When removed from the controller, the VMU becomes a mobile game device. A few games came with minigames which could be loaded onto the VMU – though only one game could be stored on a unit at a time. The games were obviously unsophisticated, but the concept of having a mobile companion to your console was undeniably cool.
Above: Seaman utilized the VMU as a tool for storing and trading food…wouldn’t want your creepy-ass seamen to go hungry, would you?
IT’S AN INDIE DEVELOPMENT PLATFORM
Build a device with a screen and some buttons, and someone will put a game on it. The VMU’s tiny screen and tiny processor might be off-putting for some, but there’s a niche following for everything, and VMU games are far from the smallest niche interest out there (I’d guess that nude fly fishing is significantly less popular). One devoted VMU developer has even created a primitive 3D engine for the device:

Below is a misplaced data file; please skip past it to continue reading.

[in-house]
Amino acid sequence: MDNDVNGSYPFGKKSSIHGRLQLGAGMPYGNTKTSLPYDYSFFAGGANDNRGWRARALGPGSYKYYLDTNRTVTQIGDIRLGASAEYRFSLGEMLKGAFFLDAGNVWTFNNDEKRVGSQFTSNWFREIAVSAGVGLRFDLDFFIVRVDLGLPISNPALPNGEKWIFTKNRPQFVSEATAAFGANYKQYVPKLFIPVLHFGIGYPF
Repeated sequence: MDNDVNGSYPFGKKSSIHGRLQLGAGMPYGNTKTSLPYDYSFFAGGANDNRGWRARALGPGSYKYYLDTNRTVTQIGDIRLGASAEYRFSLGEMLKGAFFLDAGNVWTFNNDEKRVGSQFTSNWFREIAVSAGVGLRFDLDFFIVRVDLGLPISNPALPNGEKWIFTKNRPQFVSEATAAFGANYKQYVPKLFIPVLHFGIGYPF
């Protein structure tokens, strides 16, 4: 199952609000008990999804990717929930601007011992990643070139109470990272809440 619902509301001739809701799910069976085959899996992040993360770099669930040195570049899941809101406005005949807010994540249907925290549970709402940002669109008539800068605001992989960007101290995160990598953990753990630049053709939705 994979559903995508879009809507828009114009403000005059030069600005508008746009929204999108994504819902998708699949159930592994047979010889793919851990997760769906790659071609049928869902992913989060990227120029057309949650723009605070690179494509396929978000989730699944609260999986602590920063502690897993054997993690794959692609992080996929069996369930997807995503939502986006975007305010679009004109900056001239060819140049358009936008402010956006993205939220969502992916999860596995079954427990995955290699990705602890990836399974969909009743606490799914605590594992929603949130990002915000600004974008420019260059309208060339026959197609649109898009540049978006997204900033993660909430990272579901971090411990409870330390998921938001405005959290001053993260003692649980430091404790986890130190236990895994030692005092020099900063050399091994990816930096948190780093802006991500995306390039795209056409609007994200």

Above: Yes, it’s practically useless, but it’s an undeniably cool brand of uselessness that we’re glad exists
Blue Swirl hosts a large repository of VMU games, from ports of classics like Tetris, Metroid, Breakout, and Snake, to original ultra-low-res creations. The fine, if a bit pretentious, Dreamcast super-fans at The Dreamcast Junkyard put together a video compilation of some of the most-bestest VMU creations. It’s a seemly final statement on the level of passion Sega inspired when they released the Dreamcast 10 years ago – so much that even their memory device achieved a cult following.
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